In personal decisions like weight loss, participation in an exam, keeping an eye on lead measures is easier. Your daily diet program, your weekly fitness regime become the lead measures for weight loss.  Preparing for an exam is also directly proportional to the quality and the quantity of work. That becomes the lead measure. But for an athlete, at a top level performance, lead measures are difficult. The narrower the scope of improvement, the harder to measure it. In such cases, the performance gets broken down into smaller goals and gets measured accordingly. So for example, an ace swimmer has to work on a particular angle of diving in the pool to become faster. Small, yet hard to measure goals. Lead measures can be for smaller goals, for smaller teams. 

4. Lead measures can be behavioural in nature

Lead measures stand for “measure the new behaviors that will drive success on the lag measure.” like sampling free products in a bakery can serve as a lead measure to increase customer happiness. As you increase the numbers of customers who receive free samples, eventually will improve lag measures like revenue as well. Lead measures turn your attention to improving habits and behaviours you directly control in the near future that will have a positive impact on long term goals. 

Measurement is not to be seen as the yardstick for productivity, it is to be seen as the enabler of right behaviours for the team to achieve the goal. Behavioural shifts take time but create a leverage that has magnificent results leading to continued success. 

Vishakha Singh
Vishakha Singh

She has authored an online course SHIFT _ Simple Habits and Ideas for Forward Thinking. SHIFT is a set of ideas & habits that encourages you to think in an alert, creative style in the fast changing business environment. Vishakha writes a weekly column on Habits for Thinking to enhance a growth mindset at workplaces. Her writing mantra is to keep it simple and bring ideas to action.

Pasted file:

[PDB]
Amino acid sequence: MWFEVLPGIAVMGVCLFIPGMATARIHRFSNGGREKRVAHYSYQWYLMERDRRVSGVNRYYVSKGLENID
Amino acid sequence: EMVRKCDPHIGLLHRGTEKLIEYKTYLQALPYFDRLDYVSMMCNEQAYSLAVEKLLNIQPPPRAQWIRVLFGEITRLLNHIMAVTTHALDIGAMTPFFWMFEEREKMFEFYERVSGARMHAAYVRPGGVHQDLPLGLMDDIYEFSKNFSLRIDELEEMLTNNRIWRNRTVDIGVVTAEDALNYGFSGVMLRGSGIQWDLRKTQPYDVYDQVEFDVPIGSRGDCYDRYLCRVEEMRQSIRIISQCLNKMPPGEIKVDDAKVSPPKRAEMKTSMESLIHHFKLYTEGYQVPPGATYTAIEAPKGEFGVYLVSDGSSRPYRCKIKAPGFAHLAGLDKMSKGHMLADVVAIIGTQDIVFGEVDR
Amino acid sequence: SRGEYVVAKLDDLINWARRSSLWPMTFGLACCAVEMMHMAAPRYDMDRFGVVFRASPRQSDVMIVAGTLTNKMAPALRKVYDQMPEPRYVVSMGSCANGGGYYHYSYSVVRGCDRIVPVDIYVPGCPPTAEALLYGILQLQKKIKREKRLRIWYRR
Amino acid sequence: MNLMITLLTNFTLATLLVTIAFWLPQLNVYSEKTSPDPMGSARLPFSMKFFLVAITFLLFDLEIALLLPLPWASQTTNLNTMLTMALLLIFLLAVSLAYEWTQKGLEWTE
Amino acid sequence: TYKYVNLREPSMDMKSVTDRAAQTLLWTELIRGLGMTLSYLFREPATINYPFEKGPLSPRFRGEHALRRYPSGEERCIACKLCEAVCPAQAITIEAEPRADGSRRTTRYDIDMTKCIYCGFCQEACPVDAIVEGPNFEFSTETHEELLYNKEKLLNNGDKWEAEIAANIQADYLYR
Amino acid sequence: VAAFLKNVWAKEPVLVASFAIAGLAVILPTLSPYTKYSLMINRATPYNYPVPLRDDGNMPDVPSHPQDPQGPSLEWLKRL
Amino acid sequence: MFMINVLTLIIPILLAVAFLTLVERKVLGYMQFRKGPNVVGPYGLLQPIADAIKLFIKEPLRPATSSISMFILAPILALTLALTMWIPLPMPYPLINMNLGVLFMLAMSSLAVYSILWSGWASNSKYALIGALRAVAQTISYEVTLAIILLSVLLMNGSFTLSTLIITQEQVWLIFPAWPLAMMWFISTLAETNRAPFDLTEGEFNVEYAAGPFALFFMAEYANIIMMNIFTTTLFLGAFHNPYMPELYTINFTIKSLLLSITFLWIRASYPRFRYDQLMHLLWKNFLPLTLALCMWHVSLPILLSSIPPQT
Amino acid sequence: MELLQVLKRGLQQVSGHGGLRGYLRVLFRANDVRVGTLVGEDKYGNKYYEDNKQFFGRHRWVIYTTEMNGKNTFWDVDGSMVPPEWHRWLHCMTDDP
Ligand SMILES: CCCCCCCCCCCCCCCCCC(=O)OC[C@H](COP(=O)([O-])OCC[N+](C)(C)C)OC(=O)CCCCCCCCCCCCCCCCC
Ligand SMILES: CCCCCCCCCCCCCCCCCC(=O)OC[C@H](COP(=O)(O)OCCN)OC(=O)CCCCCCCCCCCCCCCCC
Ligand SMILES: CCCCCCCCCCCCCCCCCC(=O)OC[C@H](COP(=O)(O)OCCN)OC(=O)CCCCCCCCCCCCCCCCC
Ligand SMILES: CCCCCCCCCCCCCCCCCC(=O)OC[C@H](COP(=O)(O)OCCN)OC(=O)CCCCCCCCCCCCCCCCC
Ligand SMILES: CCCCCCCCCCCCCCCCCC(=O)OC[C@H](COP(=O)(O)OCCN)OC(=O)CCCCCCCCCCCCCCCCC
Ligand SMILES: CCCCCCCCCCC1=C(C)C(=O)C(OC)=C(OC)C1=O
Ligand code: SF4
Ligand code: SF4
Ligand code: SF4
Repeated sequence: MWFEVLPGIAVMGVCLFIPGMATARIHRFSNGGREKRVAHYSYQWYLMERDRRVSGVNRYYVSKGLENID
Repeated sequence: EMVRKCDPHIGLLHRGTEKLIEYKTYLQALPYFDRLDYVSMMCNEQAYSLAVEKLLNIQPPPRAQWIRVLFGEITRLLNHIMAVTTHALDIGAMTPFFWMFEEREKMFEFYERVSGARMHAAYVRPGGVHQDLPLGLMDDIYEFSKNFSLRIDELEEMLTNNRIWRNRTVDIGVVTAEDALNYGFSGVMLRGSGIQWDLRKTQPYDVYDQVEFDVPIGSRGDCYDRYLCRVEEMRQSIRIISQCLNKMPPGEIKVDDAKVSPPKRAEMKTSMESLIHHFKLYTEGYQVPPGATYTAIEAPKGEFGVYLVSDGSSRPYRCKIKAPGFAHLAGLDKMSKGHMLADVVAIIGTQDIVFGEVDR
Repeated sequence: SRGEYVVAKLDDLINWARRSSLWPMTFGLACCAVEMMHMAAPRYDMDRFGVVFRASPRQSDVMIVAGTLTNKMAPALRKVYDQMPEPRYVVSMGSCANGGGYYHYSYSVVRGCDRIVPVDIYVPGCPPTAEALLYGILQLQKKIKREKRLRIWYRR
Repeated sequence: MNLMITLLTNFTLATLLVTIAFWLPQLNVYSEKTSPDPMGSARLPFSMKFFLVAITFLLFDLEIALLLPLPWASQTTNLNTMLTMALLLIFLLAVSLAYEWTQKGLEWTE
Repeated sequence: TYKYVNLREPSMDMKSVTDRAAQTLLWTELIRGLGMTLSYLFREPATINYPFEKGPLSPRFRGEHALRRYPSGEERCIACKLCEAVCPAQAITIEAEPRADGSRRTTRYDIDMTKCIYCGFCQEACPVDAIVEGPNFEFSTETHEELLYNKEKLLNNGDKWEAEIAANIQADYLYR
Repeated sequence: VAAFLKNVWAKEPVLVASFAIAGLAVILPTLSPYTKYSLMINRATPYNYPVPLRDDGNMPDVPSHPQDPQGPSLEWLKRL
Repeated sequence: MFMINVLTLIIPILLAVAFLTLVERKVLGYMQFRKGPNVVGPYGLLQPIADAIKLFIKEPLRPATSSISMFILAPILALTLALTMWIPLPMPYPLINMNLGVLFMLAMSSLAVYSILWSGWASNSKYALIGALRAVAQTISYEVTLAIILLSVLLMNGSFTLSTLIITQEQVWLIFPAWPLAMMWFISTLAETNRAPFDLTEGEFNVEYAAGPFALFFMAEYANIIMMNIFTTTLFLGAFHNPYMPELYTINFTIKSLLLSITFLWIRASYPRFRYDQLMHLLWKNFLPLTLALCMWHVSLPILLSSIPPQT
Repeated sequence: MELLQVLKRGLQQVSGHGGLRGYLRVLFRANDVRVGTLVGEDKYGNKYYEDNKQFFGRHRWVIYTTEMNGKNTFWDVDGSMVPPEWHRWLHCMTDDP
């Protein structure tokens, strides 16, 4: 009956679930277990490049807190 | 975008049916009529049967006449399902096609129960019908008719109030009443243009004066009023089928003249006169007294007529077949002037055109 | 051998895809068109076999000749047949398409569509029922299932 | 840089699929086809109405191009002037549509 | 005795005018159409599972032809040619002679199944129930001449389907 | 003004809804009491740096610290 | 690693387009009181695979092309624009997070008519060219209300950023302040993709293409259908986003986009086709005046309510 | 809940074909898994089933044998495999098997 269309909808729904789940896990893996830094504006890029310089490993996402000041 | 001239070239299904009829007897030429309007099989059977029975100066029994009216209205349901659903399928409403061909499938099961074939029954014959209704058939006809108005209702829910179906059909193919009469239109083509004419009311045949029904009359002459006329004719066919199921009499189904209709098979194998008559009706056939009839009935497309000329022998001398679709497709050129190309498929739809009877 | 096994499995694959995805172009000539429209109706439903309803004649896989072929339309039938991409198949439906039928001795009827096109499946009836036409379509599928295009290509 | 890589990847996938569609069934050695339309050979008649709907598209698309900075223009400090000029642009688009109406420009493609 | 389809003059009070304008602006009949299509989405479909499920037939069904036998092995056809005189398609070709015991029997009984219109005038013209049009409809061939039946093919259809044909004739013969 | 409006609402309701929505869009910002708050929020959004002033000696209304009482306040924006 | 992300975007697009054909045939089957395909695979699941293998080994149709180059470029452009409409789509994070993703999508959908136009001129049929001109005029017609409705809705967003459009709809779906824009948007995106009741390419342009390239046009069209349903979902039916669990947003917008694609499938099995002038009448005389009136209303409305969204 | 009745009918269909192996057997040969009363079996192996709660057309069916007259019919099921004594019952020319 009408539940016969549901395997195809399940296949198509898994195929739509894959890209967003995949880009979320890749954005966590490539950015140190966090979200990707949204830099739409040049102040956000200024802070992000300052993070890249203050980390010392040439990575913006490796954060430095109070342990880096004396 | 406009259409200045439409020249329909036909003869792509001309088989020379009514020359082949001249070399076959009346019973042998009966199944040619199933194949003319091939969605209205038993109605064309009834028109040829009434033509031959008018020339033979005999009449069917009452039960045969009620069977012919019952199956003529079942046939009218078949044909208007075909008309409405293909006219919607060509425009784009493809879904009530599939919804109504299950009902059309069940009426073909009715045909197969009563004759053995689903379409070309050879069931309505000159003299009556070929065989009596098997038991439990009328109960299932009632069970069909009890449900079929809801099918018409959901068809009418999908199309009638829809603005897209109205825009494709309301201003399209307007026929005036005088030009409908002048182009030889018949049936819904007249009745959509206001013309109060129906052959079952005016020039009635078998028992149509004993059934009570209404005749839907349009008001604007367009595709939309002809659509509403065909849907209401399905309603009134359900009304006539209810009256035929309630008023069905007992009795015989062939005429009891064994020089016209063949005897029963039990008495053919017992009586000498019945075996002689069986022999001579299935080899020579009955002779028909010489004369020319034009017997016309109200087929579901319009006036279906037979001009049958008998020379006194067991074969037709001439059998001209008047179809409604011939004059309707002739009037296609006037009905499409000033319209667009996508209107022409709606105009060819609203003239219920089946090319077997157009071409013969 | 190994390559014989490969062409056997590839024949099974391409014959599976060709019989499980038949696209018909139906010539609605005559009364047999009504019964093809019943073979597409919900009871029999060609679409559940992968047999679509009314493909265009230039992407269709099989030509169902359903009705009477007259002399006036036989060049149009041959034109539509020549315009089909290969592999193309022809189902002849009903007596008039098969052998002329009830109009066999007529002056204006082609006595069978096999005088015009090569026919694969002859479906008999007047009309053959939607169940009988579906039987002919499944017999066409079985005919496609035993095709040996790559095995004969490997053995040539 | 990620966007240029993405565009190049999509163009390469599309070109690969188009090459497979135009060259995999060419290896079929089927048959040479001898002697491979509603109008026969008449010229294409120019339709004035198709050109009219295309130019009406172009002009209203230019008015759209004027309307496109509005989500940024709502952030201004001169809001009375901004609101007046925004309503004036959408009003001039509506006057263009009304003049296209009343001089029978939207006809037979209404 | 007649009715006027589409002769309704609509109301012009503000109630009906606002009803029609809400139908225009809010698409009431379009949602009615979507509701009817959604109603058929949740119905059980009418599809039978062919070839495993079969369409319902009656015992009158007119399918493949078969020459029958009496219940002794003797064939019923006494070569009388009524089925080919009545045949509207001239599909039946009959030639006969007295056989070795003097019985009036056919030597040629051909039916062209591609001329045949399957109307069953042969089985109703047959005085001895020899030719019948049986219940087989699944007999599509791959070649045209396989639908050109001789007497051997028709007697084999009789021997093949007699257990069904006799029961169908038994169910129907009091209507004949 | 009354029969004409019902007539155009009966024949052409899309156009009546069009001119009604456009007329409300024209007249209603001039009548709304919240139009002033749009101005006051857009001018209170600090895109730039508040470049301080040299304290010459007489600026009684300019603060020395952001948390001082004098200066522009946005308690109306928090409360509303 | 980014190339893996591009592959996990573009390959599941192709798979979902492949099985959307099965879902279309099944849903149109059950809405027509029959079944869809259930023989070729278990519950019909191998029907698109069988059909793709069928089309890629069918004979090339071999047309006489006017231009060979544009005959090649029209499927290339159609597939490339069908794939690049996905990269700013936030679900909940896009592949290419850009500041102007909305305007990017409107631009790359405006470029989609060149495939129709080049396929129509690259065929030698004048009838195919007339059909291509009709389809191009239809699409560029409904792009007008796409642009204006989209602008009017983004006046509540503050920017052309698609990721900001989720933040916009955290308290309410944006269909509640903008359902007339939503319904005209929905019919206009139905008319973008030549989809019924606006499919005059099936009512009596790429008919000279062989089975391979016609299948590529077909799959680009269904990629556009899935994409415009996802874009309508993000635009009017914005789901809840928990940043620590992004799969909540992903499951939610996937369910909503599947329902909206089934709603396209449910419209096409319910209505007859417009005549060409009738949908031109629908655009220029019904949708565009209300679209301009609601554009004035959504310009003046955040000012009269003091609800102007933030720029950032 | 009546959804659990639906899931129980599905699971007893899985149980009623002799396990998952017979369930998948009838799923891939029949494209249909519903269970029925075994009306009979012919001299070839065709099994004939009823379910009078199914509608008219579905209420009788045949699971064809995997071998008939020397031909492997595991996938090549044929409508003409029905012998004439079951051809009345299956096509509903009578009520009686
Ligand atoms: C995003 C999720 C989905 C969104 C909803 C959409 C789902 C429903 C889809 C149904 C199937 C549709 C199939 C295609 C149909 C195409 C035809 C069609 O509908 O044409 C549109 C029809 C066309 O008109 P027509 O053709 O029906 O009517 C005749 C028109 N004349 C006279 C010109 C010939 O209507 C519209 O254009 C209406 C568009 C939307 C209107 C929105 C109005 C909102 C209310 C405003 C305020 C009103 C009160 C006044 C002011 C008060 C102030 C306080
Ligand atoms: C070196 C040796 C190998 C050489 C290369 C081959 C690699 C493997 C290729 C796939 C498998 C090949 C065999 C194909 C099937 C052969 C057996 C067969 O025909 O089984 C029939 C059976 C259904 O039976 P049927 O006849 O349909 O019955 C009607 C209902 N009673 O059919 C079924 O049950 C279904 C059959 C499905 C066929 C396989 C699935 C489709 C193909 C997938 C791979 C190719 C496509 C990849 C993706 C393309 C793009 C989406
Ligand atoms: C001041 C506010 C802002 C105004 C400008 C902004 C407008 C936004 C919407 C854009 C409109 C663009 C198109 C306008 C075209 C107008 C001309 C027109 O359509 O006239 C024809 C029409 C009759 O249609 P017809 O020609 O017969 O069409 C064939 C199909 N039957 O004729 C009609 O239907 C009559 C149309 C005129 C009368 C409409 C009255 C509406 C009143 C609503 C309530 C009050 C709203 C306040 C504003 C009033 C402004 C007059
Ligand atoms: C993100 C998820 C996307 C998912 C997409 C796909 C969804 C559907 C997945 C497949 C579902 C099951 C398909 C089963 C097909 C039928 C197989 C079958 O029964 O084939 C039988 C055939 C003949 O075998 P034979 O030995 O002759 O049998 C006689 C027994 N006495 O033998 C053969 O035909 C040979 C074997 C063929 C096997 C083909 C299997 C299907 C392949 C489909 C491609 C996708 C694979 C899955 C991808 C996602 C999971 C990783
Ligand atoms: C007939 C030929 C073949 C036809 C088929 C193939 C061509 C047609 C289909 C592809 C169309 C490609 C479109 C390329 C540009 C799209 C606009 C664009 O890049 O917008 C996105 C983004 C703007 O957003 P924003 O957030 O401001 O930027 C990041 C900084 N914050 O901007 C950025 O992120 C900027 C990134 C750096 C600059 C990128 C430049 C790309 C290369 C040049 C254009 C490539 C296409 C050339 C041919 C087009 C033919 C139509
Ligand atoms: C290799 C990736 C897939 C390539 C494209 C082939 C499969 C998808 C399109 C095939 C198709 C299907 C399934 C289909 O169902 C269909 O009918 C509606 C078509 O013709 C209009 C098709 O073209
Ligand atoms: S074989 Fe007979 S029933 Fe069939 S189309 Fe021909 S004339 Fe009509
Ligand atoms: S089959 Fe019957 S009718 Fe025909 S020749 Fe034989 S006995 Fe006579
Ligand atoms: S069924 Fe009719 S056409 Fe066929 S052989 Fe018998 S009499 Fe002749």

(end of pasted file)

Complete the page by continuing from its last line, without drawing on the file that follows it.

Are you a choice architect?

Have you joined Koo? Or Clubhouse? Or both? Koo is another social media platform made in atmanirbhar India and is similar to twitter, I am told. Just the fact that it is in more languages than one, adds to its charm. On the other hand, Clubhouse is a platform for listening and talking that means only audio, no text, no video and no recording, again I am told. I have not joined any of these platforms. Not yet. I am worried that I may seem as rude to people who have sent me invites. I am very tempted to join Koo to read the conversations in Hindi. I am also tempted to join Clubhouse as I want to attend one chat around writing skills. Wait, to listen to learn about writing? Sounds odd. 

Some things do not come with a choice architecture. A choice architecture is the place that lays out boundaries for you to make decisions. Like, as a mother, I am laying boundaries for my children to make decisions for example late night boundaries or mobile app boundaries. For adults, there is no such thing like a phone that comes with a choice architecture. Something like you can only be on only two social media platforms? Sounds criminal. Suffocating may be the right word. Isn’t it? Lack of choice architecture in adult life makes us feel free, but that also means the onus on taking right behavioural decisions completely lies with us. 

What is choice architecture: 

Choice architecture coined by behavioural economists Richard Thaler and Cass Sunstein (2008) refers to the practice of influencing choice by “organizing the context in which people make decisions” Here is an excerpt from their paper:

Decision makers do not make choices in a vacuum. They make them in an environment where many features, noticed and unnoticed, can influence their decisions. The person who creates that environment is, in our terminology, a choice architect. In this paper we analyze some of the tools that are available to choice architects. Our goal is to show how choice architecture can be used to help nudge people to make better choices (as judged by themselves) without forcing certain outcomes upon anyone.The tools we highlight are: defaults, expecting error, understanding mappings, giving feedback. 

In this week on Habits for Thinking, and as a second part to last week’s write up on behavioural economics and nudge theory, I am bringing your attention to designing your own choice architecture.